When we are feeling good about ourselves and getting on with others around us, we tend to be happy. It’s as easy as that! But therein seems to lie the biggest challenge.
Have you ever really listened to the running commentary and silent judgements going on in your head all day about yourself? And how often do you like to blame others for spoiling your happiness? Living in harmony is just not that easy
I think its fair to say that a large number of problems, suffering, conflicts and wars in our world emanate from an idea of separation. I am different to you. We are better than them. This is mine, not yours. Humans are more intelligent than the natural environment. It seems to me that as long as we hold this kind of perspective of the world we can never be happy!
It’s interesting to know that this issue has always challenged us humans. Even more interesting are some of the solutions people came up with already centuries ago.
A man named Patanjali, for instance, wrote four books in the third century before Christ. He compiled in those books, the Yoga Sutras, a comprehensive approach to life and living according to philosophy and practices that had been written and passed down orally for hundreds, perhaps thousands of years before that. As Donna Farhi writes, “Patanjali weaves for us… a description of the process of unbinding our limited ideas about ourselves and becoming free”. Freedom = Happiness !!
This is important and really useful stuff folks! Perhaps you are saying, like me, that if it’s been there all this time, how come we don’t learn this stuff in school? But that’s a whole other discussion I guess.
The opposite of separation is wholeness or unity. Patanjali gives us ten principles that allow us to be at peace with ourselves, others and the world around us, or, in other words, to become whole. He called them, in Sanskrit, the Yamas and the Niyamas, and they are, in my opinion, a rock-solid foundation to being happy. Here they are:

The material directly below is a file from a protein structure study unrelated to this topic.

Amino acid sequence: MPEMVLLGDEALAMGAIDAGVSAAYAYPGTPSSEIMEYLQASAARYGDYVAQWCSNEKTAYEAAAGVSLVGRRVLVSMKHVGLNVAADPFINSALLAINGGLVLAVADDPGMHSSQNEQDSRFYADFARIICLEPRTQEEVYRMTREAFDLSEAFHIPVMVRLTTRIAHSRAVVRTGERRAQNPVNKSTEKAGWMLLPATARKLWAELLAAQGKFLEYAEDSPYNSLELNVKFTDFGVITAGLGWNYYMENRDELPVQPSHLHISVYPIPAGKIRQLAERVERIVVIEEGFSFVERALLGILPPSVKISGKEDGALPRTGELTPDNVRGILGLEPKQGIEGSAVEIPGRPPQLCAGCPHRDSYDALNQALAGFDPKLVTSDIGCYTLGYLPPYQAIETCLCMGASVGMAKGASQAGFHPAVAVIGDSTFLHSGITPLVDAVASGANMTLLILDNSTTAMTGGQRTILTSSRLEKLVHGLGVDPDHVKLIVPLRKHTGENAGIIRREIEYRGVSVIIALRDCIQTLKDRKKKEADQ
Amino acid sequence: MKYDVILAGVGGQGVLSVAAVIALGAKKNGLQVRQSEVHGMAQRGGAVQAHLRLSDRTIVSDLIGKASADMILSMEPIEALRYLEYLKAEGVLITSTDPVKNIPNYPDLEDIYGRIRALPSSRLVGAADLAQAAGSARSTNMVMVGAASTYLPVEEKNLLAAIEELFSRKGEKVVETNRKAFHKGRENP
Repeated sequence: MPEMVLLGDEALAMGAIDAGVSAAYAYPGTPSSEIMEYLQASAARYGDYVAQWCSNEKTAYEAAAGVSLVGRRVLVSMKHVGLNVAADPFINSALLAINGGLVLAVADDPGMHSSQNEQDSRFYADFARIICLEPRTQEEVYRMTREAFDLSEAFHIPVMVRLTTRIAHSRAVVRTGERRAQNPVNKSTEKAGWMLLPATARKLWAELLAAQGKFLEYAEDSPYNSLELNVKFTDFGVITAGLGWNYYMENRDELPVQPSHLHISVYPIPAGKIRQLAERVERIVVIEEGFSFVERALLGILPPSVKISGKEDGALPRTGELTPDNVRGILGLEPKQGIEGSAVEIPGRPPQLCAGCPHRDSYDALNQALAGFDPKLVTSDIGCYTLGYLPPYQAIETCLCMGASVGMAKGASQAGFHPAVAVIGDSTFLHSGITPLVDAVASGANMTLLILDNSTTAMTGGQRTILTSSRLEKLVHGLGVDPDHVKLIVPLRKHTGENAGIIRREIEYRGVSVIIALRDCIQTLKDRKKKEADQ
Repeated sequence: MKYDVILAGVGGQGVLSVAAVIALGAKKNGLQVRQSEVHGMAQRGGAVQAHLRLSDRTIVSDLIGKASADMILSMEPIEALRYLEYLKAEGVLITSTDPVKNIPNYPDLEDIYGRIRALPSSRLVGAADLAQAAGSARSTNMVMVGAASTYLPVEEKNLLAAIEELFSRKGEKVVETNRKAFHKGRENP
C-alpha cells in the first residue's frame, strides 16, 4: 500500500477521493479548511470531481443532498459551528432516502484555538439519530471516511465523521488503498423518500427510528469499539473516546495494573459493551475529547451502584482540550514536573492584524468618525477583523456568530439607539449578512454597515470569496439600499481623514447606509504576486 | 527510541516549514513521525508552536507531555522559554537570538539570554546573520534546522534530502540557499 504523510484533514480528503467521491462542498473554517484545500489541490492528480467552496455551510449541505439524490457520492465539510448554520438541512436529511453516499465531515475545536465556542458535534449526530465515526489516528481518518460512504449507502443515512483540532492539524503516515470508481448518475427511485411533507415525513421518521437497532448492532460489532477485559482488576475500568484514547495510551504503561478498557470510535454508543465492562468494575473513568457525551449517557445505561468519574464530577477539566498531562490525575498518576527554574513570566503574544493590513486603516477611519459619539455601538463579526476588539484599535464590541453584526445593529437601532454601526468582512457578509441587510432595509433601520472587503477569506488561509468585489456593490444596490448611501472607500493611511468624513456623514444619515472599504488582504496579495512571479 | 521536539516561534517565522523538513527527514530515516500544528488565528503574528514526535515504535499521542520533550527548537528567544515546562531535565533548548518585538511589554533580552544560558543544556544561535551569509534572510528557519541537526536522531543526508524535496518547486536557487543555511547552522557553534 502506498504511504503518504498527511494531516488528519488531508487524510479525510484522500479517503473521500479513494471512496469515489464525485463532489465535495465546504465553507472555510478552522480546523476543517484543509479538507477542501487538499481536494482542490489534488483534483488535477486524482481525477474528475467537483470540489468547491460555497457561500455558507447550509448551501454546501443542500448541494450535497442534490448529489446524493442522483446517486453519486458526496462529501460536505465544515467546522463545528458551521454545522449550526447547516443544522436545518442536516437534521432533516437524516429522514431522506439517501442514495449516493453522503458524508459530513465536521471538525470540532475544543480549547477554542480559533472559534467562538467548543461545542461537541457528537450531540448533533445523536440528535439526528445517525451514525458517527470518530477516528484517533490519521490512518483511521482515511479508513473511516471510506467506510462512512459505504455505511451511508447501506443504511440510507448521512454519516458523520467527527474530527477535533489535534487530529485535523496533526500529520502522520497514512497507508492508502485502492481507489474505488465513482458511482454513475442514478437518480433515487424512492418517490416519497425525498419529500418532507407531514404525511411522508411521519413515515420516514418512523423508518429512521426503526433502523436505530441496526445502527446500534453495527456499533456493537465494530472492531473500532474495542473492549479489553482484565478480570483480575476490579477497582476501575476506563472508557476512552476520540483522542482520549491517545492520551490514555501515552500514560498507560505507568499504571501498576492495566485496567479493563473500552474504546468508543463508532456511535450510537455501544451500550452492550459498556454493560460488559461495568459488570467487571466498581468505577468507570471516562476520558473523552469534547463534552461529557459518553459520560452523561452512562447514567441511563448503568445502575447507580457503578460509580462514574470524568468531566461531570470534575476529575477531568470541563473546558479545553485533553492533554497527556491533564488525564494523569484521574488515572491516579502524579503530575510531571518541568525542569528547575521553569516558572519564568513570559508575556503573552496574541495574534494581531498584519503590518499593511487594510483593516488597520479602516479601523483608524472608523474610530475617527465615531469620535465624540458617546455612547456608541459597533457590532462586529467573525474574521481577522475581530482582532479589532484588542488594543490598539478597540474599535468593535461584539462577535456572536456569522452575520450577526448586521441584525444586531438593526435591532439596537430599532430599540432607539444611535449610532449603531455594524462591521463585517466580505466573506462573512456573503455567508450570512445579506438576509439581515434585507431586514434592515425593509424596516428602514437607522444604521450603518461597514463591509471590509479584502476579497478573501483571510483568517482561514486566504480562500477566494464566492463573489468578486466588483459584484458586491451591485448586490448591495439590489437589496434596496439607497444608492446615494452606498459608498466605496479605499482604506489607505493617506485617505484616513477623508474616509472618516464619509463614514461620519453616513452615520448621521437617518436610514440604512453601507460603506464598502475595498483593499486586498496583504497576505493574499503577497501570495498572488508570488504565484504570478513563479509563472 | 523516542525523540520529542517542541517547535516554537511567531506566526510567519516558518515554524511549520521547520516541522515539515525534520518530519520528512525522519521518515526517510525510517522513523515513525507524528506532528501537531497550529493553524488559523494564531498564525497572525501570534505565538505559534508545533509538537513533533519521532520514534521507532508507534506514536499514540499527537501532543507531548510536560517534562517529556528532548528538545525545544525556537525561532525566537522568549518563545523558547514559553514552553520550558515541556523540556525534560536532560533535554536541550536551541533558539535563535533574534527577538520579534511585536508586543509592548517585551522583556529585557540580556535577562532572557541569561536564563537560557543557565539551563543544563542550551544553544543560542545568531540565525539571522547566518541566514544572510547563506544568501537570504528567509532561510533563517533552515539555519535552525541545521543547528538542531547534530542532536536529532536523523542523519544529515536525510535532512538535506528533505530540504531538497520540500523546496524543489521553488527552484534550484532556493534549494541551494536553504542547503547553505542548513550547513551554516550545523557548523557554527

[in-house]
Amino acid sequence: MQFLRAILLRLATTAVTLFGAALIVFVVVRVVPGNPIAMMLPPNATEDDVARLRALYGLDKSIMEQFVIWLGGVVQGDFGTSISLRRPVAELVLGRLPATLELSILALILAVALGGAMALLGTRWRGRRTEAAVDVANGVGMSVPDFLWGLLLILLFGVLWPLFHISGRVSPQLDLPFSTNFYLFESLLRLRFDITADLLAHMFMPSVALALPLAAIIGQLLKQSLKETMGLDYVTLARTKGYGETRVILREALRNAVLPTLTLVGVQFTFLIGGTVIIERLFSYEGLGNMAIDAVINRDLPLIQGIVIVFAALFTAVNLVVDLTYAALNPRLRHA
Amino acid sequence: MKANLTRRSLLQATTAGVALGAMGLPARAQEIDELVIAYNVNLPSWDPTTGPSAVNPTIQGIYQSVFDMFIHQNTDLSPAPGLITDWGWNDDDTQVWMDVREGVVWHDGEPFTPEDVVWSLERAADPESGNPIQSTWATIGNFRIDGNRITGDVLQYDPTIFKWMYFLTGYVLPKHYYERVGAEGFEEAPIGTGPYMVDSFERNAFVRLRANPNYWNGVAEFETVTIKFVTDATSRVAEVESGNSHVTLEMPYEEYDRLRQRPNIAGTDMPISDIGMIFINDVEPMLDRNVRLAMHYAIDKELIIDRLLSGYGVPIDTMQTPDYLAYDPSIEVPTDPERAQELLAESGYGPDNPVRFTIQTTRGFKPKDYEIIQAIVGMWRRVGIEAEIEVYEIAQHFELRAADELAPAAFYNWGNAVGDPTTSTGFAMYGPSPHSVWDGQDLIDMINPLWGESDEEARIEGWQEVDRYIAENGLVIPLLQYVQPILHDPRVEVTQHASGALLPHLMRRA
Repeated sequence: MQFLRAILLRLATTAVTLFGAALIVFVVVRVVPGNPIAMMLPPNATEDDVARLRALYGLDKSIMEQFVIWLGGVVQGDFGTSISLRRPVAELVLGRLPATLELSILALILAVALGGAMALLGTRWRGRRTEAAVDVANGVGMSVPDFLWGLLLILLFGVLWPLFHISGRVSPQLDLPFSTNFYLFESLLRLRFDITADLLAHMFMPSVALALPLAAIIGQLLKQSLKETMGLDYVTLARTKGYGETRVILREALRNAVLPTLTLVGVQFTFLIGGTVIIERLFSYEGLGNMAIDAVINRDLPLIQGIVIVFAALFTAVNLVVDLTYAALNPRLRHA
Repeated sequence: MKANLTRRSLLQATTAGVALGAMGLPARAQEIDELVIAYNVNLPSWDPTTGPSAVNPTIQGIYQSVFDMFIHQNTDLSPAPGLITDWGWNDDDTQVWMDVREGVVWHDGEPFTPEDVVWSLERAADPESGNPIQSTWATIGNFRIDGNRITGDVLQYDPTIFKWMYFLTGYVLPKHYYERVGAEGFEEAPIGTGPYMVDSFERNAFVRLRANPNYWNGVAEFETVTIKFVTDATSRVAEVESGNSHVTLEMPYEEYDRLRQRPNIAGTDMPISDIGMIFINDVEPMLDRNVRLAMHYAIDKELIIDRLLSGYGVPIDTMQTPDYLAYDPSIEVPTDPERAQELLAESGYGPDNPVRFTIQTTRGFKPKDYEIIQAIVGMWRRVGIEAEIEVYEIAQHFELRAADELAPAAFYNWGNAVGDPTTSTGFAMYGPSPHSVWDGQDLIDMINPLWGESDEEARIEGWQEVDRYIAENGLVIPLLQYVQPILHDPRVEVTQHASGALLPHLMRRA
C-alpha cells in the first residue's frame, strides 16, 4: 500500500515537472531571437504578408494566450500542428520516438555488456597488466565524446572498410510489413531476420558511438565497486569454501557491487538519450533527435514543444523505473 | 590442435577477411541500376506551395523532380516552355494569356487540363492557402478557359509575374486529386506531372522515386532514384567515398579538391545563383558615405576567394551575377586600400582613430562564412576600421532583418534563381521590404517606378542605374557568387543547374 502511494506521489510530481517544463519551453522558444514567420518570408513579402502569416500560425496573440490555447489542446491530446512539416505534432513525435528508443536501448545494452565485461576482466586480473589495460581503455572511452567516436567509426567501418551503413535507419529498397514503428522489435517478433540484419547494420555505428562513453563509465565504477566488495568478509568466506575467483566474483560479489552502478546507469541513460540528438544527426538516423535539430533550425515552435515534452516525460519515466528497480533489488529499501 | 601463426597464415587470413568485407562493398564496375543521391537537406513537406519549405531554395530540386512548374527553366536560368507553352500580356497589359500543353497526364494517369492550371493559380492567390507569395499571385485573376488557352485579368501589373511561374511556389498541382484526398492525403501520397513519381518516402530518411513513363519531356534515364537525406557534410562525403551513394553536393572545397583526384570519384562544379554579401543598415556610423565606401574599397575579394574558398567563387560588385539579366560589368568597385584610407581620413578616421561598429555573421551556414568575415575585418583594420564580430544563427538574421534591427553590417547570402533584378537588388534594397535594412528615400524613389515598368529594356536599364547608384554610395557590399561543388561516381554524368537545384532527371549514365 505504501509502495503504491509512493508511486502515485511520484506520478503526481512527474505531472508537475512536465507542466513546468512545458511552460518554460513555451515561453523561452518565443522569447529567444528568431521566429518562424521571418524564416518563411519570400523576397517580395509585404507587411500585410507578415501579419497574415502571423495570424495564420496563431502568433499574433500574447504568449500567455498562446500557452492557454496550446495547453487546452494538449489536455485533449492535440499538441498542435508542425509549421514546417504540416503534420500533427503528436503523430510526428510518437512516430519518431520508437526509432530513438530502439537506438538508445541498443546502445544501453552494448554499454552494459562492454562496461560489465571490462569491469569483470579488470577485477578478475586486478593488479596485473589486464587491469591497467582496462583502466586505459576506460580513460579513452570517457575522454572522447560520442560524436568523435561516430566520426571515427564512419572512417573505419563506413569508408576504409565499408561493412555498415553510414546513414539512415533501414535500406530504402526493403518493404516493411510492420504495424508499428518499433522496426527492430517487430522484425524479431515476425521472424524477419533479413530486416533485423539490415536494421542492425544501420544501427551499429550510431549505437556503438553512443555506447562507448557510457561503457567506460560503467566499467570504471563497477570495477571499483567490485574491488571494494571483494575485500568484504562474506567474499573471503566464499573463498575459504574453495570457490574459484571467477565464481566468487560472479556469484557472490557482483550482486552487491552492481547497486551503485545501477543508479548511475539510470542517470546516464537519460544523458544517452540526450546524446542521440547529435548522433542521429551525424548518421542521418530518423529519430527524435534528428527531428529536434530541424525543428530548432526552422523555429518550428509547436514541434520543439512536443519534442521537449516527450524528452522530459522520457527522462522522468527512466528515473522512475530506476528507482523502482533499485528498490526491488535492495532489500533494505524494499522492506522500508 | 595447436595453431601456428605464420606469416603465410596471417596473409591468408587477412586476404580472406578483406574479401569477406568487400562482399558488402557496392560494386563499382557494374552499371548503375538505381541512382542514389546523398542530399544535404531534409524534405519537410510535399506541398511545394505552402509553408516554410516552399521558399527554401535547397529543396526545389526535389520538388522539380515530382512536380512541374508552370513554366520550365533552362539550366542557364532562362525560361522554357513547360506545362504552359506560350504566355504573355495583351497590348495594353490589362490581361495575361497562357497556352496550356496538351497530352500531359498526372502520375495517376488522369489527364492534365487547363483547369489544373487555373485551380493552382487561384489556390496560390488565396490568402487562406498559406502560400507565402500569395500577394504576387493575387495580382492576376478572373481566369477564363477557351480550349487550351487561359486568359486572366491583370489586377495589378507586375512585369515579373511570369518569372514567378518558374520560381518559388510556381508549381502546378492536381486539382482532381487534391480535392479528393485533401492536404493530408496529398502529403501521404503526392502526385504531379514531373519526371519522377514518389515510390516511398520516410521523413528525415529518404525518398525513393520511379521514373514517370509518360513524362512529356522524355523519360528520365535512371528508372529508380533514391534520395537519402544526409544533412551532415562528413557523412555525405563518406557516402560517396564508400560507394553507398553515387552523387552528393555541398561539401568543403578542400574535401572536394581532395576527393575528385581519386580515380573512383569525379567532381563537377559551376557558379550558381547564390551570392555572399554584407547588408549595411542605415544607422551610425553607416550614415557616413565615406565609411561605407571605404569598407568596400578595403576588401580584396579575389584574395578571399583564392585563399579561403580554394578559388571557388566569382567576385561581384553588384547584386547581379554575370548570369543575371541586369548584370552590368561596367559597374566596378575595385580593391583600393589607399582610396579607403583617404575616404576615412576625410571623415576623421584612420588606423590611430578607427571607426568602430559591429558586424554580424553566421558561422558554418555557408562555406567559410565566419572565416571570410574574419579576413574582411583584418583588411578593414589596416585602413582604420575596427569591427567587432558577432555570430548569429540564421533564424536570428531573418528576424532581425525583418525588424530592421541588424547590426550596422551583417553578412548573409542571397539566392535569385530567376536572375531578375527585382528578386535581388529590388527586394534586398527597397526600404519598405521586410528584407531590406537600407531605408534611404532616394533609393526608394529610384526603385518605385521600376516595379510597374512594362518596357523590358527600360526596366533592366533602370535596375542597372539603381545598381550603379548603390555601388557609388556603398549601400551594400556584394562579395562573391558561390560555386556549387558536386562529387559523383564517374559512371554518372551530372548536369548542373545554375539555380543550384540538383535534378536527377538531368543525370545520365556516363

Personal characteristics – how we relate to ourselves and to others (Yamas)
- Not harming, compassion for all living things (ahimsa)
- Commitment to truth (satya)
- Not stealing (asteya)
- Moderation or channeling of sexual energy/ desire (brahmacharya)
- Simplicity, not grasping (aparigraha)
How to live soulfully or authentically, relating to our choices in life (Niyamas)
- Purity (saucha)
- Contentment (santosha)
- Self-discipline (tapas)
- Self-study (svadhyaya)
- Celebration of the spiritual, surrender (ishvarapranidhana)
In a series of posts I will discuss each of these and how we might explore them in our daily lives.
Patanjali’s Yamas and Niyamas are often interpreted like a set of rules, of do’s and don’ts, and we just love to throw away any such rules forced upon us! But here’s another hypothesis: these principles are actually describing who we are when we are connected to our fundamental nature, when we are truly ourselves, when we are ‘whole’. So in fact we are that already and all we need to do is reveal it. This takes the idea of hard work and effort out of it.
Well, the only way to know this is to experience it. So let me know about your own personal experiences and how these principles speak to you.